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The first year of the Korean Conflict was a dark and humiliating period for many of the troops who fought there. Against a backdrop of U.S. political indecision and reduced military capability, American soldiers fought a dedicated and numerically strong enemy force that was determined to overrun South Korea. One of these units, the segregated 24th Infantry Regiment, was made up of black soldiers commanded for the most part by white officers. Lyle Rishell, an infantry platoon leader, led a black platoon of Able Company in that regiment. This book tells the dramatic, often frustrating, sometimes heroic story of that platoon in that first, fateful year of war.
From detailed notes he made at the time, and from his memories of those days, Rishell reconstructs the deployment and tactics of his unit, its day-to-day actions and survival. The story that unfolds is one of honor, fear, fighting spirit, fierce combat, and the cries of wounded men.
The 24th Infantry Regiment has received bad press from many historians of the Korean War, who claim that the black soldiers and noncommissioned officers were undisciplined and even cowardly in battle. Rishell's moving account, based on his own experiences, describes his men as no better or worse than any other infantrymen in the first year in Korea. His troops fought well from July, 1950, to May, 1951, in nearly constant frontline action against the North Koreans and the Chinese Communists, despite a variety of significant fundamental obstacles, including the racial prejudice of much of their own army.
It is a unique and compelling story of the relationship of a white officer and black soldiers before integration of the services and the civil rights legislation of the sixties. It is also an important corrective to a poorly understood aspect of one of America's most dismal conflicts.
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LYLE RISHELL served as an officer with the 24th Infantry Regiment for eleven months during the Korean War. Among his decorations and awards are the Silver Star for Gallantry in Action and two Purple Hearts for wounds received during combat. He also holds the Legion of Merit and the Parachutist and Combat Infantryman's badges.From Publishers Weekly:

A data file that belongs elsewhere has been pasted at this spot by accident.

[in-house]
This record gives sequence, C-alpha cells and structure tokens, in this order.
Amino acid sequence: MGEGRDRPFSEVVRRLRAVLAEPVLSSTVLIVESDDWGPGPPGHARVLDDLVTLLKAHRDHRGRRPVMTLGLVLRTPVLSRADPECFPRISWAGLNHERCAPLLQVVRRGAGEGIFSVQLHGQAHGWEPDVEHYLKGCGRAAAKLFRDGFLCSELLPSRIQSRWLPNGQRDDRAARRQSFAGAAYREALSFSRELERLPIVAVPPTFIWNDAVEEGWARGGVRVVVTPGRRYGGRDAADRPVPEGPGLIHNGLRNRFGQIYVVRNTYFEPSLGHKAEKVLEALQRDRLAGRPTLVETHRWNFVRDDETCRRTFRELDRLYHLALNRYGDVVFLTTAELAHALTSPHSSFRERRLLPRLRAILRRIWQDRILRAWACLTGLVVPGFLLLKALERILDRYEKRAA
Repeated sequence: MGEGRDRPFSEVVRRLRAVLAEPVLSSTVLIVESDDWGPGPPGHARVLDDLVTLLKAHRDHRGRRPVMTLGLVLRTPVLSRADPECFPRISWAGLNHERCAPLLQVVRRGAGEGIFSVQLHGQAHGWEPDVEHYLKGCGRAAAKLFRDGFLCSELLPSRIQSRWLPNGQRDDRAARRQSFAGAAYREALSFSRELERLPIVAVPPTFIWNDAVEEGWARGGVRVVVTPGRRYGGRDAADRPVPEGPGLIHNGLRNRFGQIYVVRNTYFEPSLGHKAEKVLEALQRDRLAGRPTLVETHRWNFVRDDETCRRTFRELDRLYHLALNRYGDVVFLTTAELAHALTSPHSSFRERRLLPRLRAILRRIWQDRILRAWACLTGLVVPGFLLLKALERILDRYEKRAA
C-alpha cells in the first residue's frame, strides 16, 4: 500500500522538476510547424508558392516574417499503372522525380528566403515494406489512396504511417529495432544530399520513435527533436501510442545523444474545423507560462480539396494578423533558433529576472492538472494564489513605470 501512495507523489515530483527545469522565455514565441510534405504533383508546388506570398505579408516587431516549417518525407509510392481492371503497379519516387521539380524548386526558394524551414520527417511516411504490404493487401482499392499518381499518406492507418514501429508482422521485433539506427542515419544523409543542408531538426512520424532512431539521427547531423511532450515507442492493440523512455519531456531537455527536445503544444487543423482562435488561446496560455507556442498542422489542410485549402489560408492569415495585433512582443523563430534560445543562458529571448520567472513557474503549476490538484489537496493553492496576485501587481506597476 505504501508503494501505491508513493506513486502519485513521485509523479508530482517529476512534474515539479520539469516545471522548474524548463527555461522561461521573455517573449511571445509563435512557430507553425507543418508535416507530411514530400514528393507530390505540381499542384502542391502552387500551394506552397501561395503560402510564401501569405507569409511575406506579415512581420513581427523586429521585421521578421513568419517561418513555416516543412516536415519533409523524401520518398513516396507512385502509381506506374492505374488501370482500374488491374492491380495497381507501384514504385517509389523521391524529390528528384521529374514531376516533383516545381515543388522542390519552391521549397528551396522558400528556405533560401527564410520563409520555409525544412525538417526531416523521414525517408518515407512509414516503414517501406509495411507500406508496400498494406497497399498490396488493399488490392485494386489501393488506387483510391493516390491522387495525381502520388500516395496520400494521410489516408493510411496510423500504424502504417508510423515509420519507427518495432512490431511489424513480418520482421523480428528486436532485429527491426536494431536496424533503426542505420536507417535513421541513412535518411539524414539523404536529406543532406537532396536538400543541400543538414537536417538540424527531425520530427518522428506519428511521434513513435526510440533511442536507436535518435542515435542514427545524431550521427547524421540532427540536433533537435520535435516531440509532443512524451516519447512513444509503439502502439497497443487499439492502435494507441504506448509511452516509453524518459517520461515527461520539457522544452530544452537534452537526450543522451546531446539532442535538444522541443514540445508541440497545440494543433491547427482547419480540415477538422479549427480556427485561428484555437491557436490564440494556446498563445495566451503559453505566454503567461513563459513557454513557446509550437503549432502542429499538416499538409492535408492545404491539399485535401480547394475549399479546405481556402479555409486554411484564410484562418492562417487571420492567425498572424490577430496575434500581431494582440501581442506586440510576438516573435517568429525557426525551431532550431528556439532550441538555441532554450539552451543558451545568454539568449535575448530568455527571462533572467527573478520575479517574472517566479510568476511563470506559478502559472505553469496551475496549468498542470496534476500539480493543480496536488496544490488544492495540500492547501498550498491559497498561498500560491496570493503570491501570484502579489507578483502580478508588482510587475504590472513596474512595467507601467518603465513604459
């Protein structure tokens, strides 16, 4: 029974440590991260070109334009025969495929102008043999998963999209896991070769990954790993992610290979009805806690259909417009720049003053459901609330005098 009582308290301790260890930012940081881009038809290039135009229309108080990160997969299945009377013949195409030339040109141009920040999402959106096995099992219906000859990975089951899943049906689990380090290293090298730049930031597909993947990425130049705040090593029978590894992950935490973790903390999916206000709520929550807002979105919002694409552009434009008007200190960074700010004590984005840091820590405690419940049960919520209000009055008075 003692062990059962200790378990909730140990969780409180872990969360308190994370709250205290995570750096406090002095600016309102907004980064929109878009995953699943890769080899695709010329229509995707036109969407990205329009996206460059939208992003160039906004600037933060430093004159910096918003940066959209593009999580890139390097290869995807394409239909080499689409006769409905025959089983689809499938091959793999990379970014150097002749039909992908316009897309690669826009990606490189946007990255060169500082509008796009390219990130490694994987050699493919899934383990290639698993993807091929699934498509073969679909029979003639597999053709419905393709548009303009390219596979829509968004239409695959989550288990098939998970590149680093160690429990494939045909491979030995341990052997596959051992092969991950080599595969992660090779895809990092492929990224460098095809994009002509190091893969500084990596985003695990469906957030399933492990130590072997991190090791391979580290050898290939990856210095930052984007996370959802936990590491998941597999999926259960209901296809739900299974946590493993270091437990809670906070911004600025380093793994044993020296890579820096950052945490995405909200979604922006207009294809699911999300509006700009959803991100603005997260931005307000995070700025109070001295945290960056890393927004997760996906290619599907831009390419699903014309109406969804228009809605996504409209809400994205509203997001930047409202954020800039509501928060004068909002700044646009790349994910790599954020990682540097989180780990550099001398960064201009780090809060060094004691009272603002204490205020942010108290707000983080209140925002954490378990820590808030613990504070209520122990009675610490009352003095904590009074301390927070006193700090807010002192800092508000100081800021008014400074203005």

Rishell's skimpy memoir, padded with expositional material about the history of the Korean War, is nonetheless a valuable eyewitness report of the early weeks of the 1950-1953 conflict. As a white lieutenant, he commanded an all-black platoon of the 24th Infantry Regiment in the defense of the Pusan Perimeter and the pursuit of the North Korean Army after Gen. Douglas MacArthur's Inchon landing. Rishell spent several weeks in an Army hospital in Japan recuperating from injuries, but returned to his unit for Operation Ripper, the first U.S. offensive against Chinese Communist forces. Surprisingly, Rishell does not discuss race relations, noting only that his platoon's reputation for unreliability in the presence of the enemy is undeserved: "They performed well. There was never a moment when they failed me, nor did I give any thought to the fact that they were black." Photos.
Copyright 1993 Reed Business Information, Inc.
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Book Description Texas A&M University Press, 1993. Hardcover. Condition: New. 1. Seller Inventory # DADAX0890965269
Book Description Texas A&M University Press. Condition: BRAND NEW. BRAND NEW Hardcover A Brand New Quality Book from a Full-Time Veteran Owned Bookshop in business since 1992!. Seller Inventory # 2689908
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